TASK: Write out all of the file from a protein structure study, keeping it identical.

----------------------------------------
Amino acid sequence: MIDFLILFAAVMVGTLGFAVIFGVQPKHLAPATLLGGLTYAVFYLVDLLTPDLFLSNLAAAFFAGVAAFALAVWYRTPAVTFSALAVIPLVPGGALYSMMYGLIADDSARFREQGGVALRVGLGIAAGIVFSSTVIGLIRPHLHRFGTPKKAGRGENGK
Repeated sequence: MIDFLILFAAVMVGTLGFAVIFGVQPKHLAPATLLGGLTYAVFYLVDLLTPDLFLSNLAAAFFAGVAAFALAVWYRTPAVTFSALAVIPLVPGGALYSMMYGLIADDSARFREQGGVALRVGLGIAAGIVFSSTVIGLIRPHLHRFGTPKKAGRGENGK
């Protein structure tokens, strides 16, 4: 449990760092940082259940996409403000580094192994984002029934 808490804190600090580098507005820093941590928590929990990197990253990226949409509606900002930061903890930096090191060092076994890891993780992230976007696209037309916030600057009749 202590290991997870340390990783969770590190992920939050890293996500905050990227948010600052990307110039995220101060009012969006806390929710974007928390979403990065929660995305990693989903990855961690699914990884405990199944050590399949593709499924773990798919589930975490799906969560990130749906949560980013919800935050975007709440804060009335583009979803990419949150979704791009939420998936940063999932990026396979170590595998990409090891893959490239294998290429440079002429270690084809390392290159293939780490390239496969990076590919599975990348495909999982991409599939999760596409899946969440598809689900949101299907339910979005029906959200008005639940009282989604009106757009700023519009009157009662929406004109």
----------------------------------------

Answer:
Amino acid sequence: MIDFLILFAAVMVGTLGFAVIFGVQPKHLAPATLLGGLTYAVFYLVDLLTPDLFLSNLAAAFFAGVAAFALAVWYRTPAVTFSALAVIPLVPGGALYSMMYGLIADDSARFREQGGVALRVGLGIAAGIVFSSTVIGLIRPHLHRFGTPKKAGRGENGK
Repeated sequence: MIDFLILFAAVMVGTLGFAVIFGVQPKHLAPATLLGGLTYAVFYLVDLLTPDLFLSNLAAAFFAGVAAFALAVWYRTPAVTFSALAVIPLVPGGALYSMMYGLIADDSARFREQGGVALRVGLGIAAGIVFSSTVIGLIRPHLHRFGTPKKAGRGENGK
């Protein structure tokens, strides 16, 4: 449990760092940082259940996409403000580094192994984002029934 808490804190600090580098507005820093941590928590929990990197990253990226949409509606900002930061903890930096090191060092076994890891993780992230976007696209037309916030600057009749 202590290991997870340390990783969770590190992920939050890293996500905050990227948010600052990307110039995220101060009012969006806390929710974007928390979403990065929660995305990693989903990855961690699914990884405990199944050590399949593709499924773990798919589930975490799906969560990130749906949560980013919800935050975007709440804060009335583009979803990419949150979704791009939420998936940063999932990026396979170590595998990409090891893959490239294998290429440079002429270690084809390392290159293939780490390239496969990076590919599975990348495909999982991409599939999760596409899946969440598809689900949101299907339910979005029906959200008005639940009282989604009106757009700023519009009157009662929406004109």